In a 2019 interview, Weezer ringleader Rivers Cuomo spoke about their most recent self-titled album at the time, Weezer (a.k.a. the Black Album). “My main goal for any album at this point is for it to have at least one song that the audience at our shows every night wants to hear,” Cuomo said. He was uncertain that the Black Album would fulfill that goal, but that Weezer “would fail in a different way, which is exciting to me.”
Cuomo goes on to describe himself as a resilient songwriter, and he’s right. He recognizes that fans likely won’t enjoy a new Weezer album nearly as much as 1994’s studio debut Weezer (or the Blue Album) or their second album, 1996’s Pinkerton, but that doesn’t preclude Cuomo’s lofty ambitions that Weezer will one day perform at a Super Bowl halftime show. That could be why Weezer has returned with the Super-Bowl-sized arena anthems of Van Weezer, their 15th studio album that was delayed by an entire year.
As its title implies, Van Weezer is Weezer’s take on hard rock, drawing from influences such as Van Halen, Ozzy Osbourne, and Aerosmith, to name a few. These songs undeniably sound like Weezer, but from the instantaneous guitar tapping on opener “The End of the Game,” it’s clear that Weezer is taking a new approach. “The End of the Game” was also the first single released from the record; released in September 2019, it coincided with the announcement of the Hella Mega Tour, which featured Green Day, Fall Out Boy, and, of course, Weezer.
Now that the tour has been postponed multiple times, Van Weezer is finally making its entrance. With production from Suzy Shinn (Fall Out Boy, Panic! at the Disco), these songs sound absolutely massive. At times, the sheer loudness submerges Cuomo’s keen sense of melody in a wall of distorted guitars, and it’s also what makes the closer, “Precious Metal Girl,” stand out. It’s an acoustic track that sounds like it was originally written with the hard-rock premise in mind, but the band eventually decided to keep it as is.
“All the Good Ones” is Van Weezer’s thesis statement, and it’s eerily reminiscent of “Beverly Hills,” whose guitar solo inspired this record’s hair-metal motifs. It’s brimming with enormous power chords, booming drums, and a hook that seems designed to never leave your head, a technique Cuomo excels at. “Blue Dream” is Osbourne’s “Crazy Train” in a different key with new lyrics and vocal melodies. The chorus is different, but the idiosyncratic intro, verses, and guitar riff are lifted directly from the ‘80s hit.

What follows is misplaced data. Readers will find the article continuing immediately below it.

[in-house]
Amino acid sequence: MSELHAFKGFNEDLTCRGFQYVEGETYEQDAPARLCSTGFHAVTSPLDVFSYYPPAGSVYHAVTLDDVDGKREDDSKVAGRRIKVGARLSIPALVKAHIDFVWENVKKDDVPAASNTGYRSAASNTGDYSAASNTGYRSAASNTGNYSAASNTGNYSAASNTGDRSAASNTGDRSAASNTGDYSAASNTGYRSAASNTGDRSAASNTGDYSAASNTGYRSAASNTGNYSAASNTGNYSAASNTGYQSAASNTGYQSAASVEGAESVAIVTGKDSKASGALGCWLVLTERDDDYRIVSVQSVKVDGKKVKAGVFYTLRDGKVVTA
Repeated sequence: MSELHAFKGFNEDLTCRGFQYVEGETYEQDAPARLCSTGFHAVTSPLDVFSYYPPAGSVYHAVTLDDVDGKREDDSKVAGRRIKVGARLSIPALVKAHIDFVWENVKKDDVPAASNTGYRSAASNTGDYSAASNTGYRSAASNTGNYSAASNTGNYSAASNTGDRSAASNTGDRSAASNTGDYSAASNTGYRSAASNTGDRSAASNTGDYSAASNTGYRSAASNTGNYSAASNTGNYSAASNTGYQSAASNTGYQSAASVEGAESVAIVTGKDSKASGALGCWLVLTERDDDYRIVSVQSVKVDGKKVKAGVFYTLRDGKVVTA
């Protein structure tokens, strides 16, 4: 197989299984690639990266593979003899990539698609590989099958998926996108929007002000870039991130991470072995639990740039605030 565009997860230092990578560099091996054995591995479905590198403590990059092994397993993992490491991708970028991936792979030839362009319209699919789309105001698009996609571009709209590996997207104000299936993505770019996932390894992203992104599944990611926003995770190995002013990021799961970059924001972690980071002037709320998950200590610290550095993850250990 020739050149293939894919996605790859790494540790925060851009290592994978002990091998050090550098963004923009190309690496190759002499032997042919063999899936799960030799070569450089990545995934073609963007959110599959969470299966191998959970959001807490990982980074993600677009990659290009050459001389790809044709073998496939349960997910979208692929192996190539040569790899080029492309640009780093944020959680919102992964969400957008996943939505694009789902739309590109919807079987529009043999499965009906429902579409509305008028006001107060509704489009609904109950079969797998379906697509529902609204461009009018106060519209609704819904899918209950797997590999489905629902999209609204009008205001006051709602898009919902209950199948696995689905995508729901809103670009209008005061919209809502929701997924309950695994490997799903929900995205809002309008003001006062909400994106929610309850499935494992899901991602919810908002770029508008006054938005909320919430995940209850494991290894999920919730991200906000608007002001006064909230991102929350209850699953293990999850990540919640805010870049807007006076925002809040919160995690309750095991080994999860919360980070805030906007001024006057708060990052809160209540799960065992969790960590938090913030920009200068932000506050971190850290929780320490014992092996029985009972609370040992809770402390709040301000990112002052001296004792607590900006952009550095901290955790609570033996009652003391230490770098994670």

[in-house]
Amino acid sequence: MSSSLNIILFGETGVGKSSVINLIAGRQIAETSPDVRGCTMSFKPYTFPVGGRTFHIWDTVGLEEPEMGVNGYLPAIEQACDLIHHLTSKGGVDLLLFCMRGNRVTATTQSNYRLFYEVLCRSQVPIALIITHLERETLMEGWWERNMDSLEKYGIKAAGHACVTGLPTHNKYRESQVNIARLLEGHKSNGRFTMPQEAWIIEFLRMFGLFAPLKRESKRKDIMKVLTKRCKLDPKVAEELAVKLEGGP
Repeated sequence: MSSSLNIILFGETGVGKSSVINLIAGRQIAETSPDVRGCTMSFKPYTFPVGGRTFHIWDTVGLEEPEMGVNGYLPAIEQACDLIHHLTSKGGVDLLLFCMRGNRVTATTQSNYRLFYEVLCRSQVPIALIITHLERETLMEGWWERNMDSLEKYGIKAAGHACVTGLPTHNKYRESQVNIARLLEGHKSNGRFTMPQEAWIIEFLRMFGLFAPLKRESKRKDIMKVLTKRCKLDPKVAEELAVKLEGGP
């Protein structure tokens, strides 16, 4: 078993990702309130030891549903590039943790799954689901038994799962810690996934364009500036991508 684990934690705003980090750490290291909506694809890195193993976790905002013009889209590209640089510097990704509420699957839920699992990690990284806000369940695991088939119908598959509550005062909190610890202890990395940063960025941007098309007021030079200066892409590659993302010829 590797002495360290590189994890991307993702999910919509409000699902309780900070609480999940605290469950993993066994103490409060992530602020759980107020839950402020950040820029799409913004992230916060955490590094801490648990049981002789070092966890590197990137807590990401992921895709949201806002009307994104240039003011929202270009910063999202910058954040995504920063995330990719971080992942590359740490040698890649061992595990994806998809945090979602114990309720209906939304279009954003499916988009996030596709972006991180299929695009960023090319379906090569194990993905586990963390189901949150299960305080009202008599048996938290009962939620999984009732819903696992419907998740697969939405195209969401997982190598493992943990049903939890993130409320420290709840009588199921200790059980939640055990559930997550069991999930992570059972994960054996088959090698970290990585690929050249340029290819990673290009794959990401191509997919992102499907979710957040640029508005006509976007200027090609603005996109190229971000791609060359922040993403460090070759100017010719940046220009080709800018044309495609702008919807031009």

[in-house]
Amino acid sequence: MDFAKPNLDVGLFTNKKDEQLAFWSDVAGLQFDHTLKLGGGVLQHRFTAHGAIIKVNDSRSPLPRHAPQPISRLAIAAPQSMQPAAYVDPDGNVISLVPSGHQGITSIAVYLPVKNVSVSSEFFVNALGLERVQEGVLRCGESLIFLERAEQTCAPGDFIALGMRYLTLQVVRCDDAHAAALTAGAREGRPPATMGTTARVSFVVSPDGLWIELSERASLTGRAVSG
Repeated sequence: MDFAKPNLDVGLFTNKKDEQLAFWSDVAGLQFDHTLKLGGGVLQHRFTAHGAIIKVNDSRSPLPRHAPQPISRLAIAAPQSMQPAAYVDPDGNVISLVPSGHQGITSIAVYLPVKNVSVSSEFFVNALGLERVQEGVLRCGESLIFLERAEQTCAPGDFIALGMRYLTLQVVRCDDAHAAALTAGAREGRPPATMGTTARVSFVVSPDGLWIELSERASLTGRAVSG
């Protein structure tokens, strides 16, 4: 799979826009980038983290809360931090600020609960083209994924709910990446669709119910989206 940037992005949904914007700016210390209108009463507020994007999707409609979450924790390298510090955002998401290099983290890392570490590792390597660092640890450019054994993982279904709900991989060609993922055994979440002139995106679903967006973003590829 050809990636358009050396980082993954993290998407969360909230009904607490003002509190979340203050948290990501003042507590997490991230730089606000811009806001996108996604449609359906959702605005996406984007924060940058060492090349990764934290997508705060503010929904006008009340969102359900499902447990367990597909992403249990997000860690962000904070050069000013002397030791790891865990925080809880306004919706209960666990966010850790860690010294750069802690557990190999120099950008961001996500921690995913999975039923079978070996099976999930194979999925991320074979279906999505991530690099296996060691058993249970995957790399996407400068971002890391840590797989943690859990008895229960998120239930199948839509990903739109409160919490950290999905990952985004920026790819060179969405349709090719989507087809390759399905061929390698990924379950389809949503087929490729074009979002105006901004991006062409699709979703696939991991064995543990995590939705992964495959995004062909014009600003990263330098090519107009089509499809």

Even though the hair-metal cosplay can be excessive, Cuomo undoubtedly knows how to write an infectious hook. This much is apparent on songs like “1 More Hit” and “Sheila Can Do It.” It’s a characteristic that permeates nearly all of Weezer’s catalog, and that pattern continues on Van Weezer. The group’s proclivity for colossal choruses is perhaps owed to the peculiar way that Cuomo writes songs.
When he was a guest on Song Exploder, a podcast that explores artists’ creative processes for particular songs, Cuomo explained his infatuation with Excel spreadsheets. He stores particular phrases that he likes and notes how many syllables are in each phrase, and he then inserts these phrases throughout his songs according to their syllable count, key, and melody. It’s how he wrote the White Album cut “Summer Elaine and Drunk Dori,” and it’s likely that he wrote Van Weezer with similar mathematical precision.
The album’s lyrics adhere to a collage-esque approach that hints at Cuomo’s obsession with spreadsheets. “Beginning of the End” contains an archetypical Weezer lyric like: “Nostradamus predicted a bomb would drop / And all our guitars will be hung up in an old pawn shop.” “Hero” contains the line, “I’d hammer down hard like I’m Iron Fist / Then disappear like I don’t exist.” Even if Cuomo’s lyrics are intrinsically meaningless, at least they can be amusing to pick out.
Weezer’s more recent output has abided by overarching themes and concepts. 2014’s Everything Will Be Alright in the End signified a deliberate return to form, and it even featured a song where Weezer apologized for everything that wasn’t the Blue Album or Pinkerton. On 2019’s fifth self-titled studio album, better known as the Teal Album, the band covered a bevy of hit songs, including that “Africa” cover. Most recently, they channeled chamber-pop à la Pet Sounds on OK Human. Van Weezer continues that trajectory with its hard-rock/metal ethos, but it seldom feels like anything beyond a novelty.